The day before Berkshire Hathaway’s annual meeting, Warren Buffett and Charlie Munger headed to Borsheim's, the massive Omaha jewelry store owned by Berkshire. They answered questions, mingled with shareholders, and signed autographs. (As Buffett noted in Berkshire's latest annual report, Charlie only smiles if the paper he signs is a Borsheim's sales ticket.) After an afternoon press conference, Buffett and Munger slipped into the office of Susan Jacques, the CEO of Borsheim's, for some one-on-one interviews. Morningstar quizzed the two men on their investment philosophy.
What is it that really piques your interest in a stock? What tells you that it could be interesting?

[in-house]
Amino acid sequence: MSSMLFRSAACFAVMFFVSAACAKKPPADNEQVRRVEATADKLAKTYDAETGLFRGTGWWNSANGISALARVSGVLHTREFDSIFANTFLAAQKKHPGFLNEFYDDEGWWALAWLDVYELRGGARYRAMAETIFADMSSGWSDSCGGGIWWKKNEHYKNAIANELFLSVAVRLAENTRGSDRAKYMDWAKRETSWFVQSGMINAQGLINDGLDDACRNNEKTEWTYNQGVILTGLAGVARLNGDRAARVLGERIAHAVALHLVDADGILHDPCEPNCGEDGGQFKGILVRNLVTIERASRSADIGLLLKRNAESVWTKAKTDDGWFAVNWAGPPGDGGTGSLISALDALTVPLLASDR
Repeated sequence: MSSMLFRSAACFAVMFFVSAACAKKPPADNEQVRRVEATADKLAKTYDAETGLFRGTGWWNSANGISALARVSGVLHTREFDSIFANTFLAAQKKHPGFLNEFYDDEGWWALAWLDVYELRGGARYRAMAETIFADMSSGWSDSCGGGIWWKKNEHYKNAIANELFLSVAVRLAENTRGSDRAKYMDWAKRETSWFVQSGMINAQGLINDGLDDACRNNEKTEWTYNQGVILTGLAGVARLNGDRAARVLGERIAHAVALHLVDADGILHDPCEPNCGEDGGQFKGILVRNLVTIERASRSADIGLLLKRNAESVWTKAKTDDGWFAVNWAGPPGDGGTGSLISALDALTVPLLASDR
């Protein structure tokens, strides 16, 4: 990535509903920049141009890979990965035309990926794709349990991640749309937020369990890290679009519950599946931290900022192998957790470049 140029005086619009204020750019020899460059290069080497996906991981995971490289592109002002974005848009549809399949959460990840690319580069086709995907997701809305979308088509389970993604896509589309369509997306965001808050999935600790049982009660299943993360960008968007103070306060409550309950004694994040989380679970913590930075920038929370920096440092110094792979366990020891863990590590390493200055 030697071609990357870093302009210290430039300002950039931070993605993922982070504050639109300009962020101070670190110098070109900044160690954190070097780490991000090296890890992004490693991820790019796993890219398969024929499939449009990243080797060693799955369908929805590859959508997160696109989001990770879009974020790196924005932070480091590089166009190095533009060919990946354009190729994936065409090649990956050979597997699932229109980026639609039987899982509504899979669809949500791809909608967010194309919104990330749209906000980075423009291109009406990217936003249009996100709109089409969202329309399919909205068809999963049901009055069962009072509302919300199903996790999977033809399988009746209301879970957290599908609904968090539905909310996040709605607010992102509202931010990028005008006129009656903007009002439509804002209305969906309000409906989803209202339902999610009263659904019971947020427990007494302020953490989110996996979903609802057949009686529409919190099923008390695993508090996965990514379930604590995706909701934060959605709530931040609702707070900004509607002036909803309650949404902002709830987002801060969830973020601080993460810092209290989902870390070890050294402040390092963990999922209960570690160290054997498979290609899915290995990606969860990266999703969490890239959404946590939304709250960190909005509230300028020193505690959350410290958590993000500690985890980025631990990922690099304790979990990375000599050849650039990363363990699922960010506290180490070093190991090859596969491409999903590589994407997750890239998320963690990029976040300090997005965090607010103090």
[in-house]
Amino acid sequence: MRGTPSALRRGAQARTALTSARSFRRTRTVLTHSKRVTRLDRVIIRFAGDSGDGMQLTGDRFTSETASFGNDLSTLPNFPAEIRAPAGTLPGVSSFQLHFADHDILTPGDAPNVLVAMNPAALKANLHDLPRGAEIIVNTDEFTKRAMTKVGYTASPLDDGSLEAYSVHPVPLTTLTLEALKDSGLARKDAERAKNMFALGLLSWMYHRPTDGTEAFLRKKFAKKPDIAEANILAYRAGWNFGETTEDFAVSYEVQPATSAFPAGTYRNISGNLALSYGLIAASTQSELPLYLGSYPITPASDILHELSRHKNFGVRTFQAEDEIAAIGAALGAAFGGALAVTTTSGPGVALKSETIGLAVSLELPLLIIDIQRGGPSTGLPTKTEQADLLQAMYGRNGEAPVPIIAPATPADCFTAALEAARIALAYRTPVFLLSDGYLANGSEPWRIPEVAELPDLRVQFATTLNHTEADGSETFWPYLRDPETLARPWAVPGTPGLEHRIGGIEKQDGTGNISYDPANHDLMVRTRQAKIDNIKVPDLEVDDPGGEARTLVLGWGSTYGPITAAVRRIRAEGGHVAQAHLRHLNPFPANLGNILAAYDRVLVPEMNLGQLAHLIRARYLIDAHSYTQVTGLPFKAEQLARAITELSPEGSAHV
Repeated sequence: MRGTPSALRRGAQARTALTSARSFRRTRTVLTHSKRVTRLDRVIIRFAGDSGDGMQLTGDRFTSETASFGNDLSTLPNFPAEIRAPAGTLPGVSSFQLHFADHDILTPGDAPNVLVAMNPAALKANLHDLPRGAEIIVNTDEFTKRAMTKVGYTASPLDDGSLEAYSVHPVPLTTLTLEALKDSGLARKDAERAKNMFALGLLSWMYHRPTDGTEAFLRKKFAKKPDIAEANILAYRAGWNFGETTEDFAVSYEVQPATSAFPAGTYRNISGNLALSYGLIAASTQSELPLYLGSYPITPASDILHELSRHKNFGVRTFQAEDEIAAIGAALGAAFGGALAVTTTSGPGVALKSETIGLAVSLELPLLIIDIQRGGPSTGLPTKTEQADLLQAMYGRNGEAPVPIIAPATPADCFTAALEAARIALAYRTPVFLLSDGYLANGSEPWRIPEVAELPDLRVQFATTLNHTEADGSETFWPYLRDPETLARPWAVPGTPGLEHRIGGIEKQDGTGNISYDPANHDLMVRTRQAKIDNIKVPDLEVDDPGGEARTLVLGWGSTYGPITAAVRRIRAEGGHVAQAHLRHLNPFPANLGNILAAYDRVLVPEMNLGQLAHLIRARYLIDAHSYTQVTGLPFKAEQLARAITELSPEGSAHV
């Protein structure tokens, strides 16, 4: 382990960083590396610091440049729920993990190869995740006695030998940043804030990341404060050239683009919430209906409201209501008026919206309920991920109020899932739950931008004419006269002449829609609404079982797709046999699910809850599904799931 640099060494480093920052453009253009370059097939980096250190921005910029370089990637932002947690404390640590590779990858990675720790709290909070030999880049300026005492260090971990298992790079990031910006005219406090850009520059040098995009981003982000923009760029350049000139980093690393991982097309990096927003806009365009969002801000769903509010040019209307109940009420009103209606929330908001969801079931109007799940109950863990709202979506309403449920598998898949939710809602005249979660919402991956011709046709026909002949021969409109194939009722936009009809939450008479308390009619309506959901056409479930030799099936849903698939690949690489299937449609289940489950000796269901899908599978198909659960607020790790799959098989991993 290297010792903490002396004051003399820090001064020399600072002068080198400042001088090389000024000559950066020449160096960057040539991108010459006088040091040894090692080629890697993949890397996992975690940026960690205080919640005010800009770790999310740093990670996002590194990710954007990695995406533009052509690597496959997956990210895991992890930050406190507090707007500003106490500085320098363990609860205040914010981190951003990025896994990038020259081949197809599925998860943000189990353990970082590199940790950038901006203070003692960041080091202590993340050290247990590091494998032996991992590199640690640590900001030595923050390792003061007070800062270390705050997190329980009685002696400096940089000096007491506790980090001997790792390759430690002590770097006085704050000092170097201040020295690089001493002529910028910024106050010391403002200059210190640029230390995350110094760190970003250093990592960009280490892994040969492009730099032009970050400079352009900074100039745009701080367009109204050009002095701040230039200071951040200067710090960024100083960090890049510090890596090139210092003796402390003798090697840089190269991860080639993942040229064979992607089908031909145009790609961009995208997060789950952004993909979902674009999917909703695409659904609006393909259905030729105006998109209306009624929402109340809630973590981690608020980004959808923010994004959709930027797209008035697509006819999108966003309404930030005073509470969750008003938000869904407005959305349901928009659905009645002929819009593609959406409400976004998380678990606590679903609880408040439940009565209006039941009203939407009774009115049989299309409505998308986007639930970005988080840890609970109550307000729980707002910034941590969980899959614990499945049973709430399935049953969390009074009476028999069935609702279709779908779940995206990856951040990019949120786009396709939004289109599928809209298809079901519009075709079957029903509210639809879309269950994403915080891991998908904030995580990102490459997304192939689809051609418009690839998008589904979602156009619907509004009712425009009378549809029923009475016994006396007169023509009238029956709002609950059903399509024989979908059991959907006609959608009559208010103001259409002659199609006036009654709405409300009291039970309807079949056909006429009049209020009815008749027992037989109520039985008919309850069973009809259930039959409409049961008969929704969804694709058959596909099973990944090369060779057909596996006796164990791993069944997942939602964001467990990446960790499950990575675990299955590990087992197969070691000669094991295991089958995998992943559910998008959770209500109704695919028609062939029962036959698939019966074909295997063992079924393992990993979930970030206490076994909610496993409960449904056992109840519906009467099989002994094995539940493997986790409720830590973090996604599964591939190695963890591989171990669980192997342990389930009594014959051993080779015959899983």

Buffett: We’re so limited now because we can only go into very big companies. Charlie and I are probably familiar with every company in the United States--in a general way--that we can have the kind of position we would need to have [to make a difference in Berkshire Hathaway’s performance]. We look for the ones where we think we know what they’re going to look like in 10 years. If the price gets attractive and we know a little about the management, and we’re quite sure--within a range--what they’re going to look like in 10 years, we’re in our area. We buy them when the prices are right, like Coca-Cola was some years back.